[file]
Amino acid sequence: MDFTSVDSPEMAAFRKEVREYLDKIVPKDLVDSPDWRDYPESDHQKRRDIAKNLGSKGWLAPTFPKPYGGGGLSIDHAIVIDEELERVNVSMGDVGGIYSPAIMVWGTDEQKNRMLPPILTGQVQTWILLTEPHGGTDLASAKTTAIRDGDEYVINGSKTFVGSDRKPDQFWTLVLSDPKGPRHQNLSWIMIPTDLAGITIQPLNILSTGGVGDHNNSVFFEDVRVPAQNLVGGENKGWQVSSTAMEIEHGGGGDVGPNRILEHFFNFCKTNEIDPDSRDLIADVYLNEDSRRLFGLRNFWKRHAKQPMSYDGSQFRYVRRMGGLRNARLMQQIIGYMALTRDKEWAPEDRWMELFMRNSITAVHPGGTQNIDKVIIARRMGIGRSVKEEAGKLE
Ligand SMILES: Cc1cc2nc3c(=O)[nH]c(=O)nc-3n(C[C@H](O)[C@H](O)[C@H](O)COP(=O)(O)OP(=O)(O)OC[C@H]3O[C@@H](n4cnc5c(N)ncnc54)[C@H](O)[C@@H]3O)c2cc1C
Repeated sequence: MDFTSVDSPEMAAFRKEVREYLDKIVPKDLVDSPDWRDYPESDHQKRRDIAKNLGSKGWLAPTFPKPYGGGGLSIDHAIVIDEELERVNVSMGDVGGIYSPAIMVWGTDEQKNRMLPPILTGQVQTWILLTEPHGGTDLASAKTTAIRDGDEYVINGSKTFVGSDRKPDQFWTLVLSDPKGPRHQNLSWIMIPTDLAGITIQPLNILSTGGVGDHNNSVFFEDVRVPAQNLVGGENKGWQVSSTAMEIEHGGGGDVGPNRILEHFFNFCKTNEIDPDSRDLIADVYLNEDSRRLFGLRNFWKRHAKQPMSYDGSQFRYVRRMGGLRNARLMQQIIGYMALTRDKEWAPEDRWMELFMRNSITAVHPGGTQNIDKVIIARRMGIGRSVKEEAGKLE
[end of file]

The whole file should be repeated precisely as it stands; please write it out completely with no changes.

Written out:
Amino acid sequence: MDFTSVDSPEMAAFRKEVREYLDKIVPKDLVDSPDWRDYPESDHQKRRDIAKNLGSKGWLAPTFPKPYGGGGLSIDHAIVIDEELERVNVSMGDVGGIYSPAIMVWGTDEQKNRMLPPILTGQVQTWILLTEPHGGTDLASAKTTAIRDGDEYVINGSKTFVGSDRKPDQFWTLVLSDPKGPRHQNLSWIMIPTDLAGITIQPLNILSTGGVGDHNNSVFFEDVRVPAQNLVGGENKGWQVSSTAMEIEHGGGGDVGPNRILEHFFNFCKTNEIDPDSRDLIADVYLNEDSRRLFGLRNFWKRHAKQPMSYDGSQFRYVRRMGGLRNARLMQQIIGYMALTRDKEWAPEDRWMELFMRNSITAVHPGGTQNIDKVIIARRMGIGRSVKEEAGKLE
Ligand SMILES: Cc1cc2nc3c(=O)[nH]c(=O)nc-3n(C[C@H](O)[C@H](O)[C@H](O)COP(=O)(O)OP(=O)(O)OC[C@H]3O[C@@H](n4cnc5c(N)ncnc54)[C@H](O)[C@@H]3O)c2cc1C
Repeated sequence: MDFTSVDSPEMAAFRKEVREYLDKIVPKDLVDSPDWRDYPESDHQKRRDIAKNLGSKGWLAPTFPKPYGGGGLSIDHAIVIDEELERVNVSMGDVGGIYSPAIMVWGTDEQKNRMLPPILTGQVQTWILLTEPHGGTDLASAKTTAIRDGDEYVINGSKTFVGSDRKPDQFWTLVLSDPKGPRHQNLSWIMIPTDLAGITIQPLNILSTGGVGDHNNSVFFEDVRVPAQNLVGGENKGWQVSSTAMEIEHGGGGDVGPNRILEHFFNFCKTNEIDPDSRDLIADVYLNEDSRRLFGLRNFWKRHAKQPMSYDGSQFRYVRRMGGLRNARLMQQIIGYMALTRDKEWAPEDRWMELFMRNSITAVHPGGTQNIDKVIIARRMGIGRSVKEEAGKLE